Right after the opening salvo of Captain America: The Winter Soldier, in which we find Captain America and Agent Romanoff displaying their super-awesome fighting skills against a group of mercenaries in a SHIELD vessel, I wasn’t sure if I was in a movie house or if I just watched a perfectly executed tactical/brawler/action-RPG.
Was it the works of an invincibility cheat or was the player just really good? One thing is clear though, Captain America is someone Samuel L. Jackson would call a real bad-ass motherfucker! He was called super-soldier; only now do I understand. He’s better than Scott Adkins’ Ninja, James Bond, Col. Guile, Rambo, Ethan Hunt or all of them combined. He’s super-tough, and also, super-fast—cameramen could hardly follow his punches.
Captain America used to be a bore. Unless he’s got the wise-crackin’ Tony Stark or the brash god of thunder Thor on his side. But pair him with the Winter Soldier, and you’ll get a sophisticated “political thriller” featuring a shield-throwing Jack Ryan on steroids and a bad-hair day Jason Bourne with a cybernetic arm, in a movie that’s less Three Days of Condor and more like The Bored Ultimatum.
As for its socio-political subtext, Christopher Marcus and Stephen McFeely ripped a few pages from Robert Ludlum’s The Bourne Pandemonium, which explains the movie’s strong partisan views in using the shaky cam as both its political and artistic statement. Because shaky cam equals Ludlum and Ludlum equals political thriller.
Is this really a superhero action movie or an action-video game? In fairness with video games, some games may have a well-thought out, if not more intricate plot than what’s in The Winter Soldier.
In a game your goal is to finish each level and stay alive; the less hit you take, the better. Sometimes, you’d have to trade the thrill and difficulty of fighting or playing it fair, for infinite lives and invincibility cheats, just to finish the game. Because sometimes, there’s a short cinematic nugget in the end.
Movies [used to] work differently. The audience may be goddamn sure that the heroes are going to succeed and win in the end but at one point or another we, the audience, are supposed to care for them.
That’s why heroes are given disadvantages, they’re made vulnerable. Superman has the kryptonite or Zod and his friends, who are as powerful as him. John Rambo may be a killing machine, but his not impervious to bullet wounds and pain. Zatoichi is blind (or is he really?), the T-800 is an older model fighting newer more advanced Terminators, and Kenshin Himura uses a reverse edge sword (no matter how stupid that idea is) and took a slashing, one time too many.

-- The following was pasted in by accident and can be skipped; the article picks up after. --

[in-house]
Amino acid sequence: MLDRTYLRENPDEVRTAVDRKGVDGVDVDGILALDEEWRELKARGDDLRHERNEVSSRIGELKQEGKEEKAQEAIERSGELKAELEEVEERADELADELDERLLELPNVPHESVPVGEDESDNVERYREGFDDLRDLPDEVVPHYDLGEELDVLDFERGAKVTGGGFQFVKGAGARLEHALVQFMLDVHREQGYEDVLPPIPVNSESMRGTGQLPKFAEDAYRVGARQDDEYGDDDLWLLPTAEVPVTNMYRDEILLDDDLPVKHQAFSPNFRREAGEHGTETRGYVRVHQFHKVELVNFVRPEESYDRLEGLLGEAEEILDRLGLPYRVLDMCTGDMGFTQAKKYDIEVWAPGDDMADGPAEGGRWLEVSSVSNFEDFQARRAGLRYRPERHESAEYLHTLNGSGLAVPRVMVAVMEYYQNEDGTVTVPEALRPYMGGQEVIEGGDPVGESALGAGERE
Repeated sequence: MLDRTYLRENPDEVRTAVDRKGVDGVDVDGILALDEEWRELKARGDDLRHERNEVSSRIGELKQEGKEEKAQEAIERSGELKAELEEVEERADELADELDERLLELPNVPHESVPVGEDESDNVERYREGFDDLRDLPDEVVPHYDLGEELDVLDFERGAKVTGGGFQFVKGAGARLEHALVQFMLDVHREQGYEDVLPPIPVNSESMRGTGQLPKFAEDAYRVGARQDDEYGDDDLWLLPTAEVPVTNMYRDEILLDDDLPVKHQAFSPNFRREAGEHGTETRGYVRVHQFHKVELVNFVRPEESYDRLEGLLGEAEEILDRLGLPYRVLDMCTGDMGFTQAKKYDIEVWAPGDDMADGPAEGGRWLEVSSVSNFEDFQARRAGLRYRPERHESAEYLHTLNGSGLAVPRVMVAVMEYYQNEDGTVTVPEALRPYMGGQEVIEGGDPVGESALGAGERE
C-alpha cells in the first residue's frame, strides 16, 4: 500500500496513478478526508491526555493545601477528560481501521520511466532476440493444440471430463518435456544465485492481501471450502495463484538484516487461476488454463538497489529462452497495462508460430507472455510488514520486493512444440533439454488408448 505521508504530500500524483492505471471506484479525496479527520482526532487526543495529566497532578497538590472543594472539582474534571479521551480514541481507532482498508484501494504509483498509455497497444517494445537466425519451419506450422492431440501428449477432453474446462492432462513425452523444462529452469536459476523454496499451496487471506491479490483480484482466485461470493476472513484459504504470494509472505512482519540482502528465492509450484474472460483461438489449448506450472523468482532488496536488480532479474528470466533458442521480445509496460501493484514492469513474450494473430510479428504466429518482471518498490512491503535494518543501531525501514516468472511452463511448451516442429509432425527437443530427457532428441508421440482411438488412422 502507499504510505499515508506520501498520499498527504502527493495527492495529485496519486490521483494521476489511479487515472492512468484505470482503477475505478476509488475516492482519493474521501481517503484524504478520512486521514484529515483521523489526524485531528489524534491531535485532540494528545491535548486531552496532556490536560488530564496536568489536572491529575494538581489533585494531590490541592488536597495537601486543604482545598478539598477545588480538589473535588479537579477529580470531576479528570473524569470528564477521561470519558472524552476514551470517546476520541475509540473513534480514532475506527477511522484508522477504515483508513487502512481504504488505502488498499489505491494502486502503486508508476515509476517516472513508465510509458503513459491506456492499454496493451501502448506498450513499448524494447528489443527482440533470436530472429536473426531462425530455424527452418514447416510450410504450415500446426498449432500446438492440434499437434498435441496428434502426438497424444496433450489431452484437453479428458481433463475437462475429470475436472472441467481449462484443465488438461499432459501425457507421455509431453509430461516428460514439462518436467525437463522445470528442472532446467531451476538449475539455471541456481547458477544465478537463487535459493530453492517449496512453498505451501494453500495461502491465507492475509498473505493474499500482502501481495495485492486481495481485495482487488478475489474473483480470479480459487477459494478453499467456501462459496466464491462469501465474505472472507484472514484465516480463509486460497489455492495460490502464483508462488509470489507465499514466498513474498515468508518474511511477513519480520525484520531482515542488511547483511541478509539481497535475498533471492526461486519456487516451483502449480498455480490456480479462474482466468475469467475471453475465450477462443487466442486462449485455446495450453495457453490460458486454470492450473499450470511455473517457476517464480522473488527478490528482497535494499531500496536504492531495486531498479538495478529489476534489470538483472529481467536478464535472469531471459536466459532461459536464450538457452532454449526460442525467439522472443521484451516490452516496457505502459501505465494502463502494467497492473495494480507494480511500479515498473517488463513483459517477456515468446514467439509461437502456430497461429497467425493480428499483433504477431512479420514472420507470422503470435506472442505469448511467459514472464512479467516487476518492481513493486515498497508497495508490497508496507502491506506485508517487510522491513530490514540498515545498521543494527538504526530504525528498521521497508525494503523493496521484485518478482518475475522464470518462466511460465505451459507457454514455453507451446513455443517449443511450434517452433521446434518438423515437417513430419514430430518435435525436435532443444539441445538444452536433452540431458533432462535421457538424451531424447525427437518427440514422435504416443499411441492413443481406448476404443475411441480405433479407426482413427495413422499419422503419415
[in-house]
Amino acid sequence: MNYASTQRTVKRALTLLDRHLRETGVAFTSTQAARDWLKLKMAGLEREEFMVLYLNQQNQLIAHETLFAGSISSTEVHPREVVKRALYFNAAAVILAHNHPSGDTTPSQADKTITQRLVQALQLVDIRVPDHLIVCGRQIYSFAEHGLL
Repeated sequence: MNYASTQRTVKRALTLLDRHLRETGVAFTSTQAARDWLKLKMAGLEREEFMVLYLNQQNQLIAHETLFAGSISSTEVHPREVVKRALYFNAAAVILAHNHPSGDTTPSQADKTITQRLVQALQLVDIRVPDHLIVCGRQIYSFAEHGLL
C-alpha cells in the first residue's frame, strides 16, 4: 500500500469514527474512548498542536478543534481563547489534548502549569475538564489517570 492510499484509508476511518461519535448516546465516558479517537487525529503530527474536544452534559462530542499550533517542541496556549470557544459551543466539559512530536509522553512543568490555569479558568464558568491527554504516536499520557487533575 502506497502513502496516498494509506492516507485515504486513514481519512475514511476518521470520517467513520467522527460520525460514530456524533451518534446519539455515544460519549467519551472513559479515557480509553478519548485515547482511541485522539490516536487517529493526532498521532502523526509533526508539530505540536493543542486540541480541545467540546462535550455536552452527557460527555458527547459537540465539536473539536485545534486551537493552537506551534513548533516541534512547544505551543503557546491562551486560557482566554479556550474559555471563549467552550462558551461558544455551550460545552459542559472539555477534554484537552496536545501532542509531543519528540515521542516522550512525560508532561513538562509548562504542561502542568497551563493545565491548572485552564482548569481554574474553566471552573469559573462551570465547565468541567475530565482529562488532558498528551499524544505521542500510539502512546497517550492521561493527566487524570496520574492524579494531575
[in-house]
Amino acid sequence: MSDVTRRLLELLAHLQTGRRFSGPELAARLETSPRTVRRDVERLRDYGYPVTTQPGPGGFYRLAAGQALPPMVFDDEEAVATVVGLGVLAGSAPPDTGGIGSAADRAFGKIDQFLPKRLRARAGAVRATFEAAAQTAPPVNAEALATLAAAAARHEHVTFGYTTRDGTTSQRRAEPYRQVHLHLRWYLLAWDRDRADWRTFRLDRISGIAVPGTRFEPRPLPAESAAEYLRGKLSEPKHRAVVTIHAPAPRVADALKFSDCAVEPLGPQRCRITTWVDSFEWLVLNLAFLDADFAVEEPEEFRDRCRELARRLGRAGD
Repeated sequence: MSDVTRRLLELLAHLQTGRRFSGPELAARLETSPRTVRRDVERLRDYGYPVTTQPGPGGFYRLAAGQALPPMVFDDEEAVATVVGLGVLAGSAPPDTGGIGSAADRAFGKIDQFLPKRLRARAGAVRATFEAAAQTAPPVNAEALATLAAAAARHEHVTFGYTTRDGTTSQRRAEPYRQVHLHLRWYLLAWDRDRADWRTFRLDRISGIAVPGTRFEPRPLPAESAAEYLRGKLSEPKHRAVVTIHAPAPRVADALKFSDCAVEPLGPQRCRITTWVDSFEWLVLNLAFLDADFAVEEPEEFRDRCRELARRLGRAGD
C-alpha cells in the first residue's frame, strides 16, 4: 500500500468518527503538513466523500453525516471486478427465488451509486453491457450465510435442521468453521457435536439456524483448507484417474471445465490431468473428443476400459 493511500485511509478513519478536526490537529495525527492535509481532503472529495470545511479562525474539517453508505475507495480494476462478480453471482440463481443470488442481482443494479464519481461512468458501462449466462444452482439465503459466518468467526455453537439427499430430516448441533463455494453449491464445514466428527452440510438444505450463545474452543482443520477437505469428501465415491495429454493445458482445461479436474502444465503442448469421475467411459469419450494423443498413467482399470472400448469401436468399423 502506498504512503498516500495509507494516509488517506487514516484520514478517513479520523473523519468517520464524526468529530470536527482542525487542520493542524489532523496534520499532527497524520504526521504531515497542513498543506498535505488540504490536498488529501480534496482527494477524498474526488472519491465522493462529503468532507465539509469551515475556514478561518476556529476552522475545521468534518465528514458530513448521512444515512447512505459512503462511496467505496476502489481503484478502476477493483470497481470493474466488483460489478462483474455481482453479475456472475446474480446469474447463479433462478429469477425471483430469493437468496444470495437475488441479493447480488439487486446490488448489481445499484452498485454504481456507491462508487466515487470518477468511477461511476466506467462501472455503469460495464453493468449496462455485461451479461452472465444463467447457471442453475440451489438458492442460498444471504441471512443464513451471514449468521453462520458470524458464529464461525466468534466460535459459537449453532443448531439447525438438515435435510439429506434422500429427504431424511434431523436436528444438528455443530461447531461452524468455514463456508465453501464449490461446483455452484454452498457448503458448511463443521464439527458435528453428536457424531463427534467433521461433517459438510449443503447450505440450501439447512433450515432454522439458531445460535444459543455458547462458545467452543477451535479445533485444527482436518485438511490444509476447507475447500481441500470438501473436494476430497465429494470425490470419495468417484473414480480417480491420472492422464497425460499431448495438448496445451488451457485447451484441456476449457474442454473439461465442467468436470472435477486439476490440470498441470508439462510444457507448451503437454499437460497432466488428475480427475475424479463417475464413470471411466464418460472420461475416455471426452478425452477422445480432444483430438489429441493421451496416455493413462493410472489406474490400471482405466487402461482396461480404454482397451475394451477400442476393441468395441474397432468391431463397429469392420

You make them super, but you also leave them some amount of vulnerability, if not humanity. You give them human-sized pain to which the audience could relate to. The worse you can do, is make them invulnerable action figures, who can act and speak their lines.
When playing video games, one doesn’t really have to care for the character more than the objectives in the game. Video game characters don’t feel pain, show emotions or get rattled or stressed. They can take large amount of beatings and still stand up as long as their life bar isn’t completely drained.
Most of the time game characters retain all their abilities and fighting skills regardless of their injury. A shot to the head could be as harmless or deadly as flesh wound on the leg. There’s also very little room for emotions, because the game requires focus and concentration. Some games feature shaky-cam aesthetics to simulate the character’s POV and rumble pack to—I don’t know—shake the players’ hands?
Wait, did Cap just shut down that Quinjet using his shield? Holy mother… earth! Well, should be no surprise there. Already in his third movie, Cap has now reached the apex of his shield-throwing ability hitting targets with 100% accuracy and getting his shield back at the exact right time he needs it. How about shooting Cap the exact time he throws that shield to someone, he’s not faster than bullets, maybe he doesn’t wear Kevlar, or do bullets bounce off his jacked chest and arms?
If I remember correctly, the shield doesn’t always comeback to Cap in earlier movies. Joss Whedon did it in the Avengers and even emphasized it one time. But he also does some inventive stuff with it… especially when Cap teams up with Thor. The Russo’s on the other hand, are just happy showing how cool Cap could be by doing their best Jason Bourne imitation: Cap swings left and right and the mercs go flailing around without getting hit.
Here are some plot points in the movie that conspicuously sound like a video game strategy guide: Get the USB drive. Hide it in a vendo. Kiss on the escalator. Go to the bunker, Zola will explain the whole thing. But escape or take cover before the missile hit the bunker. I know, this sounds really stupid, but it will get you to the next level. Deactivate the Hellicarriers. But be prepared, the Winter Soldier will be waiting there for you.
Furthermore, if you’re playing Captain America, you may or may not fight the Winter Soldier—he’s Bucky, your BFF, remember? You could beat him up to achieve your objective—which is, deactivate the blah blah blah because many people will blah blah blah… But if you chose not to fight him and let him beat you up instead (without sacrificing your objective of course), you’d be surprised—no, you’d be rewarded with cinematic nugget, a surprise twist ending. And that would be the most thrilling, most dramatic, most poignant moment you’ll ever get in this video game—sorry, movie.
That is, only in case you weren’t already thrilled watching Cap make those awesome combo moves and take down ten Hydra secret agents in just six seconds.
Hail Gameloft! What a game!